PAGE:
'The Lost Child is a haunting tale of family life, identity and coming-of-age from an author who writes with a vivid sense of time and place.' * Launceston Examiner * `Debut novelist McCourt steers clear of feyness to produce an account that is notable for its freshness, vividly drawn characters and atmospheric setting...McCourt's is a name to note.' * Daily Mail * 'A wonderful first novel...gripping and at times heart wrenching...will keep you turning the pages.' -- The Big Book Club 'This book's simple-seeming title gets more complex as it becomes apparent that there is more than one candidate for the role, and that "lost" can mean different things...the story is set south of the Coorong and that dramatic and sometimes eerie landscape is evoked with clarity and tenderness.' * Age/Sydney Morning Herald/Canberra Times * '[The Lost Child] reminds me of the quality of Ruth Park's writing in evoking the strengths and weaknesses of a small community...and the tragedies and humour amongst the everyday...A multi-layered novel with symbolism which stays with you after the last page. A significant writer with compassion. Highly recommended for adult and YA readers.' -- Hazel Edwards 'There's a watchful intensity to McCourt's writing, a remarkable ability to discover within the most concrete details a rich and raw emotion...a novel that is at once very familiar and entirely fresh.' * Weekend Australian * 'There are echoes of Tim Winton in McCourt's coastal small-town coming-of-age/breaking of spirit/triumphing over the odds under a wide sky-style writing...plainspoken but deftly crafted, laced with both humour and searing sadness. Highly recommended.' * NZ Herald * `Suzanne McCourt has with great empathy and skill created the turmoil in the mind of a little girl...a haunting story, it also demonstrates the power of the human psyche to overcome past difficulties and find was to fully live.' * Otago Daily Times * `McCourt's writing is assured and sinuous.' -- Belle Place, Readings 'Written in beautiful, slow prose...This is a promising debut...You can't help but be keen to see what she does next.' * Adelaide Advertiser * 'The Lost Child is an assured and bittersweet coming-of-age tale with a vivid sense of time and place...The novel is a strong addition to the shelves of Australian literary fiction.' * Australian Bookseller and Publisher *show more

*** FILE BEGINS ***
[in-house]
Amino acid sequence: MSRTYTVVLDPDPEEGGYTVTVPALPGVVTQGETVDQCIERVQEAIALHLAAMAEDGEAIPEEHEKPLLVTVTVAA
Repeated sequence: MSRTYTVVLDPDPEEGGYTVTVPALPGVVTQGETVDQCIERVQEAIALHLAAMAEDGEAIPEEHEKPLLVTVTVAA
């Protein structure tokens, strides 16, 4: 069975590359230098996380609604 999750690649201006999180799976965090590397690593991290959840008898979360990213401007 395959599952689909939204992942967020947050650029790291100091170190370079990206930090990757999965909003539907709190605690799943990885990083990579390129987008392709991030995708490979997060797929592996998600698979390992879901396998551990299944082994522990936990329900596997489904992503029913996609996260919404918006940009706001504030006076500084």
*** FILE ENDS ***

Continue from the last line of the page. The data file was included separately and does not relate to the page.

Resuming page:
Rating details

128 ratings
3.58 out of 5 stars
5 20% (25)